Southend Reef Swell Statistics, October: All Swell – Any Wind
The figure shows the combination of swells directed at Southend Reef over a normal October, based on 1488 NWW3 model predictions since 2008 (values every 3 hours). The wave model does not forecast wind or surf right at the coast so we have chosen the most applicable grid node based on what we know about Southend Reef. In the case of Southend Reef, the best grid node is 32 km away (20 miles).
The rose diagram illustrates the distribution of swell directions and swell sizes, while the graph at the bottom shows the same thing but lacks direction information. Five colours show increasing wave sizes. The smallest swells, less than 0.5m (1.5 feet), high are coloured blue. These occurred only 60% of the time. Green and yellow represent increasing swell sizes and red illustrates the biggest swells, greater than >3m (>10ft). In either graph, the area of any colour is proportional to how commonly that size swell happens.
The diagram implies that the dominant swell direction, shown by the longest spokes, was S, whereas the the prevailing wind blows from the SW. Because the wave model grid is offshore, sometimes a strong offshore wind blows largest waves away from Southend Reef and away from the coast. We combine these with the no surf category of the bar chart. To avoid confusion we don't show these in the rose plot. Because wind determines whether or not waves are clean enough to surf at Southend Reef, you can view an alternative image that shows only the swells that were forecast to coincide with glassy or offshore wind conditions. During a typical October, swells large enough to cause surfable waves at Southend Reef run for about 40% of the time.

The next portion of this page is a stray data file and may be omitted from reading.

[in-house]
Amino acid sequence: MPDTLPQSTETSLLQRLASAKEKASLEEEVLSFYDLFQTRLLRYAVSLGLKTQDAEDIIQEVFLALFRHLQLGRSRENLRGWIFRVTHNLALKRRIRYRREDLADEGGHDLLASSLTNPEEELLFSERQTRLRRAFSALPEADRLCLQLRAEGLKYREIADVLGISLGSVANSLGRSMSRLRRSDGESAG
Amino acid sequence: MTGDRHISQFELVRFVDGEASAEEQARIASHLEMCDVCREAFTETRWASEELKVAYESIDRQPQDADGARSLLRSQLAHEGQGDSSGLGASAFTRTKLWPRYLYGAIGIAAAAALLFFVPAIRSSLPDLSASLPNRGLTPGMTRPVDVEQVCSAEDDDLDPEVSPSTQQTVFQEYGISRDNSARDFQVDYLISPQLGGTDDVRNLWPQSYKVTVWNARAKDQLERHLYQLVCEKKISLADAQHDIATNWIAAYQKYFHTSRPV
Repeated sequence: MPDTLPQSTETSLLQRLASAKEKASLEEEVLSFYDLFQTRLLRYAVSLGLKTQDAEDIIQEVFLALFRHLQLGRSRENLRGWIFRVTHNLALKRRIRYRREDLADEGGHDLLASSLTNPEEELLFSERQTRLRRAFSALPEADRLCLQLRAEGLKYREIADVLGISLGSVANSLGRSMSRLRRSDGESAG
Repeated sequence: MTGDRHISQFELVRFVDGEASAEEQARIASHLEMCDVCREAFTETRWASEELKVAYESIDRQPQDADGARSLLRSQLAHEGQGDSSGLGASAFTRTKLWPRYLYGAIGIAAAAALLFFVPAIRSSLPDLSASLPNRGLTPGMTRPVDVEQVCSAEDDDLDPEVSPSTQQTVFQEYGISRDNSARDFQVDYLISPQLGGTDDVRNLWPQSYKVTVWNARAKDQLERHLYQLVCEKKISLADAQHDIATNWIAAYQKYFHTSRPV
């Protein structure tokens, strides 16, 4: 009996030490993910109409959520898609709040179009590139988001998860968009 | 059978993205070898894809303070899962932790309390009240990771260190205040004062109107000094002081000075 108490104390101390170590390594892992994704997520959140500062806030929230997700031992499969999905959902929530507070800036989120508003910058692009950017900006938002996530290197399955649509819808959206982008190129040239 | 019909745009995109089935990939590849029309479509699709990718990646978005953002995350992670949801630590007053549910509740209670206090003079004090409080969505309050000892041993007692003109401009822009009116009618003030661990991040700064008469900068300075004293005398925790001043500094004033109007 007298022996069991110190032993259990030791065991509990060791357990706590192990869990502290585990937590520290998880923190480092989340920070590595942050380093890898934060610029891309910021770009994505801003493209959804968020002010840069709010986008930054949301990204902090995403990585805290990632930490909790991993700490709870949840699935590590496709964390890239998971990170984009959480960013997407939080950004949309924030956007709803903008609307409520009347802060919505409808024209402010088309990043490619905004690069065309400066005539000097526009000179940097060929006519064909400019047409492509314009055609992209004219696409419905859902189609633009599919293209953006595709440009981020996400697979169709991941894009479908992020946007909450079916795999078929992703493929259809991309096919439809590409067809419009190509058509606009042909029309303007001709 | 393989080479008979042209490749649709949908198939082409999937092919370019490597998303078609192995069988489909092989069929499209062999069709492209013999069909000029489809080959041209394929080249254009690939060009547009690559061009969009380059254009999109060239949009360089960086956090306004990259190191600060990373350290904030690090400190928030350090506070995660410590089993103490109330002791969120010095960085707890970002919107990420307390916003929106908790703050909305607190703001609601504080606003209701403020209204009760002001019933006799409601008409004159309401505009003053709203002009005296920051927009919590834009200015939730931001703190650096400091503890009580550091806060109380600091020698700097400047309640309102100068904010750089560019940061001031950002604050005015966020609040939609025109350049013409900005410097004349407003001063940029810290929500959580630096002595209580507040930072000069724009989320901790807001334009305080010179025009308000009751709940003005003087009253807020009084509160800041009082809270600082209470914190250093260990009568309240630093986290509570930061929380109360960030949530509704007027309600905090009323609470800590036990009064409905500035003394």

IMPORTANT: Beta version feature! Swell heights are open water values from NWW3. There is no attempt to model near-shore effects. Coastal wave heights will generally be less, especially if the break does not have unobstructed exposure to the open ocean.